“Facts collected by a poet are set down at last as winged seeds of truth ... tinged with expectation."
The symbolism of seeds is almost too obvious to mention. To the "weed scientist" I spoke with at the University of Minnesota nearly a year ago, a seed is simply a collection of genetic material. The more you look at plant terminology, the more "womb-like" seeds seem (they have "embryos," after all). But of course, the "seed" of anything represents beginnings and potential. Each seed is a story waiting to be told.
THE VAULT attempts to use seeds to get at themes of human potential, or the lack thereof. Which is interesting, because in a way seeds (and plant life in general) put us in our evolutionary place. Plants predate humans by millions of years. And in fact, when you look at life from the perspective of a plant (which David Attenborough did in his book and subsequent documentary series, "The Private Life of Plants"), you start to see humans (and all animals) as subservient to organisms so sophisticated that they make their own food. All animals, even the staunchest carnivores, ultimately depend on plants to live, as no animal, not even an arctic seal, lives on a diet that doesn't start with plant life. And as for fruit ... well, what are fruits excepts billboards to animals saying "eat this" so that a plant's seeds can be dispersed when they come out the other end? We are plants' bitch. Humbling.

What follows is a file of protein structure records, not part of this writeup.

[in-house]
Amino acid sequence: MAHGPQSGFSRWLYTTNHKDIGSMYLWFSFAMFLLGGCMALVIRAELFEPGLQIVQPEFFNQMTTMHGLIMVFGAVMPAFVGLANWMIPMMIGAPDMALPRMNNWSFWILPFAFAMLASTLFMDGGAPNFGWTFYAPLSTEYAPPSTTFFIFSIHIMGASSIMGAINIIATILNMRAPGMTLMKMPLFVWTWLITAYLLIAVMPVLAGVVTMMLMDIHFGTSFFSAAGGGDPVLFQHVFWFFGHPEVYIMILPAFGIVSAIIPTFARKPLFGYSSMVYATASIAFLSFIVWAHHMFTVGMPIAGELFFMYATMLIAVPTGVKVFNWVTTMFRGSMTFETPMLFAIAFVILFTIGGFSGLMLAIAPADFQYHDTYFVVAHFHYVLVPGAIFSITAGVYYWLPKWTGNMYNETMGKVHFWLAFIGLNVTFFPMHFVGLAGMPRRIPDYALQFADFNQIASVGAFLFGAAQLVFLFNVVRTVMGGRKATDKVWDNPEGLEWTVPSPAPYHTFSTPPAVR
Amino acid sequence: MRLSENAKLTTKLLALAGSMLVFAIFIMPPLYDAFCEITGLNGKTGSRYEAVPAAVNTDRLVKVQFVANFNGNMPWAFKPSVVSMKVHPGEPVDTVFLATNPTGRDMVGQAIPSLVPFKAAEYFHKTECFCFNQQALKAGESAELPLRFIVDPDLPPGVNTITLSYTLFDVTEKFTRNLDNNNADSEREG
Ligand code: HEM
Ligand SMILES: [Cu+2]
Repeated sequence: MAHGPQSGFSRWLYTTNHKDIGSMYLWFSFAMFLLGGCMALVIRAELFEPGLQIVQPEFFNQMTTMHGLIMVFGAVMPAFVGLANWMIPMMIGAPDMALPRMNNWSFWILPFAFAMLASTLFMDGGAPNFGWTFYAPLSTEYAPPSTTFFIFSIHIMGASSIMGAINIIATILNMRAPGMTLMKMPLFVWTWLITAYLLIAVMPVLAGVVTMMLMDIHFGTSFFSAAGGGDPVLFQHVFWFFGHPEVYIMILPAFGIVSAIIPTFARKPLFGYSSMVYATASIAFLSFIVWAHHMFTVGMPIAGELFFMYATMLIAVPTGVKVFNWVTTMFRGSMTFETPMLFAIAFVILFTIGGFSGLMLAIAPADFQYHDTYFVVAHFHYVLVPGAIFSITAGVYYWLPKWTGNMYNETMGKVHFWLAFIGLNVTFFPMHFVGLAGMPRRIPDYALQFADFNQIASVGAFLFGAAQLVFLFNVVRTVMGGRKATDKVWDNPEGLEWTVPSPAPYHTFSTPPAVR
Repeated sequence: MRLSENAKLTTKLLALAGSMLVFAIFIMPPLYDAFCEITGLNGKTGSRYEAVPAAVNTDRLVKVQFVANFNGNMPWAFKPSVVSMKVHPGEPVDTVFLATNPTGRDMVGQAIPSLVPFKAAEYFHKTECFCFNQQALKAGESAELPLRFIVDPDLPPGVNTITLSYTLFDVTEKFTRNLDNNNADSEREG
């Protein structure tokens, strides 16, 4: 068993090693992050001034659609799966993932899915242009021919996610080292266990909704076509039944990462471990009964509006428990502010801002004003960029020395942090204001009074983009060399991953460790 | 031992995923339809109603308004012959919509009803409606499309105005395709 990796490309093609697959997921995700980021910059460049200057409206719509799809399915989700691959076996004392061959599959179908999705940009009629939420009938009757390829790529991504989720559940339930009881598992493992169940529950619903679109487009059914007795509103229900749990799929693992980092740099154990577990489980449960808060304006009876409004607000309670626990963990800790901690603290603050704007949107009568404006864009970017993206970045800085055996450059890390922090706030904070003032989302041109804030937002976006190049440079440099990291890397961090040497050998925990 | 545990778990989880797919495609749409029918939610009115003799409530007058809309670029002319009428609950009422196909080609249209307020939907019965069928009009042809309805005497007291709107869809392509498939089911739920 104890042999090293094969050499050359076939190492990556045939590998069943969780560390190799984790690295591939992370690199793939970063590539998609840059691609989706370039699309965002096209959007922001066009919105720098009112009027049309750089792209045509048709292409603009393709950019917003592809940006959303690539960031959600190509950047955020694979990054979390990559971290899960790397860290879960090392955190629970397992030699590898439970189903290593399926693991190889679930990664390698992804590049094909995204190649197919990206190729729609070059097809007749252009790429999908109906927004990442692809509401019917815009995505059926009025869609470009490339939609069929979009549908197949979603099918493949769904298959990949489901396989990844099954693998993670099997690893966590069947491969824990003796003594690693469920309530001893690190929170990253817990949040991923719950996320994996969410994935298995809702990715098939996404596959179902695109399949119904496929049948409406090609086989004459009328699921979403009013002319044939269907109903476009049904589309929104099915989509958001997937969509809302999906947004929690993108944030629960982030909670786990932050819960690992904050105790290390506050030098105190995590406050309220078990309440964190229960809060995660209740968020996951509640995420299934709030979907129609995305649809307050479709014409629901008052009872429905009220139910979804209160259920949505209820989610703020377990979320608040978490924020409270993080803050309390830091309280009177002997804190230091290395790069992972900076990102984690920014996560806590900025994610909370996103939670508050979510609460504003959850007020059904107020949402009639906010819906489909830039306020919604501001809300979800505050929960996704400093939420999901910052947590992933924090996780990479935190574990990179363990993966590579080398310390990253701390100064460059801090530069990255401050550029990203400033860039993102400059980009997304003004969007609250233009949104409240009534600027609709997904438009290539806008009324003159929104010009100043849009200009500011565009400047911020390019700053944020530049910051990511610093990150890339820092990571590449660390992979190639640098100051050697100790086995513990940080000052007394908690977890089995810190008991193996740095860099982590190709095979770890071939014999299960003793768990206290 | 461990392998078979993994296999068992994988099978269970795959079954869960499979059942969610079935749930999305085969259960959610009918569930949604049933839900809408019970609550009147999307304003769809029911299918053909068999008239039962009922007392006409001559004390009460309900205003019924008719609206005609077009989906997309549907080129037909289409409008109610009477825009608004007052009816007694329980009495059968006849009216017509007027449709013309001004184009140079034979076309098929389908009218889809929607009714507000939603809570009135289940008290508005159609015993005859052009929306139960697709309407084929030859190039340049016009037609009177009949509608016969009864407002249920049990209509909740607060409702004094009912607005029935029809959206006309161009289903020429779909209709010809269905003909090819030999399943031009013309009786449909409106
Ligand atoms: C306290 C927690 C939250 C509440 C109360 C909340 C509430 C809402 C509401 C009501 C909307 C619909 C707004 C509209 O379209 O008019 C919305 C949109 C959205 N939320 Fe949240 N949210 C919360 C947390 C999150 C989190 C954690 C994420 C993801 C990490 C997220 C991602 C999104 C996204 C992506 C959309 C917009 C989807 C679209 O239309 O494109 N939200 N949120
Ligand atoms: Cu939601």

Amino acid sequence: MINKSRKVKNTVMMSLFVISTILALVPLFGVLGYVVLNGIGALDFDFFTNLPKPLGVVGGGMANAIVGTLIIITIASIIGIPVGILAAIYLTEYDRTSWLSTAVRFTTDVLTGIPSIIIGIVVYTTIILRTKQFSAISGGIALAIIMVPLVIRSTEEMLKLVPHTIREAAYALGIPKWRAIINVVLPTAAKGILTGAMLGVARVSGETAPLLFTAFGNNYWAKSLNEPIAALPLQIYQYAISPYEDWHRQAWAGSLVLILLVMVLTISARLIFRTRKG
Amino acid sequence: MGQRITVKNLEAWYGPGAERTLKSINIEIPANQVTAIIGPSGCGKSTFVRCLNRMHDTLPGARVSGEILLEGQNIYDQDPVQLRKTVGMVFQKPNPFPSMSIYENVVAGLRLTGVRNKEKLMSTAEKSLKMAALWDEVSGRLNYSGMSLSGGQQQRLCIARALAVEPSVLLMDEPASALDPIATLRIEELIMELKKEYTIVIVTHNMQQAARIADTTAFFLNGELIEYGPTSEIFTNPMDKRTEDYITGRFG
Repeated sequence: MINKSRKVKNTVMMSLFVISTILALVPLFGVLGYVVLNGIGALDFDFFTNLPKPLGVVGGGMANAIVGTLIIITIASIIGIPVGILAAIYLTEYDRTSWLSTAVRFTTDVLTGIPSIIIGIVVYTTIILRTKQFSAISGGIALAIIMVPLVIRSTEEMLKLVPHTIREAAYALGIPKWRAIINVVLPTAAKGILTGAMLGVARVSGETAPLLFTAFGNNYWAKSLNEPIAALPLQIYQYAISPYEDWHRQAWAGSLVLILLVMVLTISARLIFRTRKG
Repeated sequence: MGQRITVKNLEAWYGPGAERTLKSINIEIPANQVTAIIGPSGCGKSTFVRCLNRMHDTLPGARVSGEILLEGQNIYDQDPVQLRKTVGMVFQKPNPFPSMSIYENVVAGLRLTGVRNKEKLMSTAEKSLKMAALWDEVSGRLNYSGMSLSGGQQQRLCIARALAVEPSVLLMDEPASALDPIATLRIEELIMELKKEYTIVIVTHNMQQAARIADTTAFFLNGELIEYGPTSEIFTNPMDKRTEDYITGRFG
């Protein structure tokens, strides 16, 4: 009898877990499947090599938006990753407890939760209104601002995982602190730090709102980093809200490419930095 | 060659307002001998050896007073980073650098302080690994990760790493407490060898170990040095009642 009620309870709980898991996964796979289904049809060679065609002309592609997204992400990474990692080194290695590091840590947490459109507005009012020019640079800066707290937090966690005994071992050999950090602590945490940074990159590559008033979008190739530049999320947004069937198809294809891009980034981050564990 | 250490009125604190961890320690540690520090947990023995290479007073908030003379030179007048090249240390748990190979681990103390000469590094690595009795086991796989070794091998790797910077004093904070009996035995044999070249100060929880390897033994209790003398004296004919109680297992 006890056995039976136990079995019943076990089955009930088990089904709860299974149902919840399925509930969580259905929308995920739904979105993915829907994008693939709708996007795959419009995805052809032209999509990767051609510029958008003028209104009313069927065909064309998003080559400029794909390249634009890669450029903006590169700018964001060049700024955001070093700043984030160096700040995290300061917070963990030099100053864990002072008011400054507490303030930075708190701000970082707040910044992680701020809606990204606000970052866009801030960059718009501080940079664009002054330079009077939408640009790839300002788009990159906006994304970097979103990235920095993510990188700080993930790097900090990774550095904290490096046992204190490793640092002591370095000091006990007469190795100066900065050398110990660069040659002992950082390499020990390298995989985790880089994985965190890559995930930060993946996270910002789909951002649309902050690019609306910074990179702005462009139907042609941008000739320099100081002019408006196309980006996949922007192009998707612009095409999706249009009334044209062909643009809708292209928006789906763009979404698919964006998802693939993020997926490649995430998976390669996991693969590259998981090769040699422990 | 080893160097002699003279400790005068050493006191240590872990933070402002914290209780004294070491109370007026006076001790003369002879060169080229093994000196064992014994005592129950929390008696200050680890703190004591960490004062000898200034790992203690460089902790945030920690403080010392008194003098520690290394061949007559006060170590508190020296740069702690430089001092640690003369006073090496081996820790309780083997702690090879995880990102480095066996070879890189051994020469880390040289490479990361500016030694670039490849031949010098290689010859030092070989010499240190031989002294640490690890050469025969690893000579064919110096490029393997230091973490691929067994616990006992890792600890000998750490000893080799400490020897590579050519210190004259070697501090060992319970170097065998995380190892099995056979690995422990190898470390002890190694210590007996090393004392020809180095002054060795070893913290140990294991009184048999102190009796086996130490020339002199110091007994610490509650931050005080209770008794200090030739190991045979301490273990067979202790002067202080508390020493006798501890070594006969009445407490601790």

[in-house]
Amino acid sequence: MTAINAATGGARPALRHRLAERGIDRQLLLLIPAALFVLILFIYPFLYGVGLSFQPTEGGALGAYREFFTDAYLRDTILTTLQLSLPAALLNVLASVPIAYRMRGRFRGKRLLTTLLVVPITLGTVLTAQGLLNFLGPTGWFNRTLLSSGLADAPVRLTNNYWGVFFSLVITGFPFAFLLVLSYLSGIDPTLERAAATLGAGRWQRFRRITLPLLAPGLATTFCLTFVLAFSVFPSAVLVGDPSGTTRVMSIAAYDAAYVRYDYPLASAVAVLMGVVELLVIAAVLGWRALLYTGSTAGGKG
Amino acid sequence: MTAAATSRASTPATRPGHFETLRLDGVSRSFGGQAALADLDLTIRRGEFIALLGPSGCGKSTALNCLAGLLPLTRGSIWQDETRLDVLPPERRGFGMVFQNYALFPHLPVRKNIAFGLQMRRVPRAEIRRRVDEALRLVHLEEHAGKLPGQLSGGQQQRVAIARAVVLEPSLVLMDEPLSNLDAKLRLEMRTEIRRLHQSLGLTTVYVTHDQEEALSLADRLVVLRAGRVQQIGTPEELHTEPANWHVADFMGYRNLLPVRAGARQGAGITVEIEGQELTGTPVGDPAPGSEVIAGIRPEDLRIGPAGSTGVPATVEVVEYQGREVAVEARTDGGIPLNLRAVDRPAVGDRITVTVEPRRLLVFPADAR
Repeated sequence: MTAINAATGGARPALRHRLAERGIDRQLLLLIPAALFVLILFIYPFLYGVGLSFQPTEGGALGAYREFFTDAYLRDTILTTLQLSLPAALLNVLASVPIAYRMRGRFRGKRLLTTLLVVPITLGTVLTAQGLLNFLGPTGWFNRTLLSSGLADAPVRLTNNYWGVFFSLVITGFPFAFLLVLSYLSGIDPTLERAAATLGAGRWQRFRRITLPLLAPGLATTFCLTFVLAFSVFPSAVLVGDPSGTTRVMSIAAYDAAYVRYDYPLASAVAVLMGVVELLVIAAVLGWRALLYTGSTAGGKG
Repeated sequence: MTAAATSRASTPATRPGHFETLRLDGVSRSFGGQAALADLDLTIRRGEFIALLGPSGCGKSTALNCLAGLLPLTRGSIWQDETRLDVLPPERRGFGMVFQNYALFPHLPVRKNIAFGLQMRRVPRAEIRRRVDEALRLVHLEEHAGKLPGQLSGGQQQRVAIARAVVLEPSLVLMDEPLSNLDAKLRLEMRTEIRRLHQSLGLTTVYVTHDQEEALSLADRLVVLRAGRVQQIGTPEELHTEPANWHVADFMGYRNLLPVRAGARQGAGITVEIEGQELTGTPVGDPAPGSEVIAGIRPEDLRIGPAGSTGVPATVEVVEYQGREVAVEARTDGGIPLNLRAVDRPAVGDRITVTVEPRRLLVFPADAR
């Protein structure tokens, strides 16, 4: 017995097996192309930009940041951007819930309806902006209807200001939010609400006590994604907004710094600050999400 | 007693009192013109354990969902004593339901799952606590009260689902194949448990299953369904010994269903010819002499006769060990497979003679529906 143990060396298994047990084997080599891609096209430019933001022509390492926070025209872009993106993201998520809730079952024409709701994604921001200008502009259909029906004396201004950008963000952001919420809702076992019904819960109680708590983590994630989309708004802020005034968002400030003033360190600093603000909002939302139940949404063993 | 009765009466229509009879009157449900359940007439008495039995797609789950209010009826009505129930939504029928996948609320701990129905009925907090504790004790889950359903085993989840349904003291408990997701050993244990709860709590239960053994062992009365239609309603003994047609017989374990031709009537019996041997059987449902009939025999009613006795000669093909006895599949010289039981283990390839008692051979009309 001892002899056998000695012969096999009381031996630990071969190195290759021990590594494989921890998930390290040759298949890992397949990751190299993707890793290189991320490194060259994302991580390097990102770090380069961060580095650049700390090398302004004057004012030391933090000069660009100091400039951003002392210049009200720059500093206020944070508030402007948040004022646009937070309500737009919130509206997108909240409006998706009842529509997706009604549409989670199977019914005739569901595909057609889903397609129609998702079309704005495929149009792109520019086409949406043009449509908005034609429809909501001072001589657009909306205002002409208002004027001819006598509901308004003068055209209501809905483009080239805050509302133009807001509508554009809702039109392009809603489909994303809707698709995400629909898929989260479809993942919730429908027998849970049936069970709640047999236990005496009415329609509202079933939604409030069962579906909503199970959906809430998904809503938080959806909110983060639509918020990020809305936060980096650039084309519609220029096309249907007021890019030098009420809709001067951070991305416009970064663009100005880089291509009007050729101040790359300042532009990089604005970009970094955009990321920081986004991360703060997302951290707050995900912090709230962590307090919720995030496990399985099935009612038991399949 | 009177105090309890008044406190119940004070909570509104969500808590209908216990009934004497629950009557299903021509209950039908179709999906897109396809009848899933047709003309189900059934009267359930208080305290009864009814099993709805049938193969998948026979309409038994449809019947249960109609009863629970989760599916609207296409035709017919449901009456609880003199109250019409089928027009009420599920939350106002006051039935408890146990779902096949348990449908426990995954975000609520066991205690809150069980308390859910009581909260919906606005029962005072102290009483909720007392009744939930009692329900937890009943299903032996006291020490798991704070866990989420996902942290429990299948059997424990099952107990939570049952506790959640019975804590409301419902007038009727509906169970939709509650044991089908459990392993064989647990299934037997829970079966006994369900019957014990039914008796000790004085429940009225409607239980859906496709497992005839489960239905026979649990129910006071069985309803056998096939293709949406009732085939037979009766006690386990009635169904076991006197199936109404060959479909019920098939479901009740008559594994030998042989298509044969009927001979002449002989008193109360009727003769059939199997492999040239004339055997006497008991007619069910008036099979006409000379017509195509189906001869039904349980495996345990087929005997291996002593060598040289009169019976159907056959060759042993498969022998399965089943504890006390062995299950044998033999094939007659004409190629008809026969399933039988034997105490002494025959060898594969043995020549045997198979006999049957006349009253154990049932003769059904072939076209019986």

As for the Svalbard Vault, or any gene bank for that matter, how perfectly does that creation sum up everything great and tragic about the human species? We have the forethought and scientific capability to fashion a way of saving a precious resource from a variety of unpredictable forces, including the most frightening of all: ourselves. This shows our complex relationship with our own potential. The writer Chris Hedges argues that we evolve technologically but never morally. Now, as in every political season, we are pounded with messages conveying our potential as individuals and as a nation. Yet as we age, we face the reality of seeing how flawed we become, and so we turn our hopes toward our children in an endless cycle of "we screwed things up, but you can fix them."
We are all, as Thoreau said, "tinged with expectation." The question is, given our mortality ... and more important, our relentless consciousness of it ... what can we truly expect of ourselves, can we ever actually live up to the various potentials that we can imagine, and even if we can't, is there an overall "forward" momentum, or are we merely standing in place, like a plant?